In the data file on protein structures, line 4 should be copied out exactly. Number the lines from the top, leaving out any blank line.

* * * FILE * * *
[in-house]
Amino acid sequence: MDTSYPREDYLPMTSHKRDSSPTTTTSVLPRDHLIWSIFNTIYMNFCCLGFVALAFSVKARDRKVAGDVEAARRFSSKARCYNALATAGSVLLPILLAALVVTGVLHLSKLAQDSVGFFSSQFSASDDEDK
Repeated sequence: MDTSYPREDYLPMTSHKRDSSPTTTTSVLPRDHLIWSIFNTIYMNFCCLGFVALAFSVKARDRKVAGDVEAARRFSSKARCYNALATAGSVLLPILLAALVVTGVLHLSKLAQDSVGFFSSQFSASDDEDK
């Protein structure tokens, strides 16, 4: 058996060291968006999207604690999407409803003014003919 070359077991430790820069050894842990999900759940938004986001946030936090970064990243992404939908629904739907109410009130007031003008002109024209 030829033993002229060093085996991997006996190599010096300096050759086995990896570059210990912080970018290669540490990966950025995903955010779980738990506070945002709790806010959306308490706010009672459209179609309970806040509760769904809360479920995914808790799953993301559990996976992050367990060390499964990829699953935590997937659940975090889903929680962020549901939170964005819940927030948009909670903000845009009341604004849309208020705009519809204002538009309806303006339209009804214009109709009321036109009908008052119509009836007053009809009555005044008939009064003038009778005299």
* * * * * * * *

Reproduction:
């Protein structure tokens, strides 16, 4: 058996060291968006999207604690999407409803003014003919 070359077991430790820069050894842990999900759940938004986001946030936090970064990243992404939908629904739907109410009130007031003008002109024209 030829033993002229060093085996991997006996190599010096300096050759086995990896570059210990912080970018290669540490990966950025995903955010779980738990506070945002709790806010959306308490706010009672459209179609309970806040509760769904809360479920995914808790799953993301559990996976992050367990060390499964990829699953935590997937659940975090889903929680962020549901939170964005819940927030948009909670903000845009009341604004849309208020705009519809204002538009309806303006339209009804214009109709009321036109009908008052119509009836007053009809009555005044008939009064003038009778005299």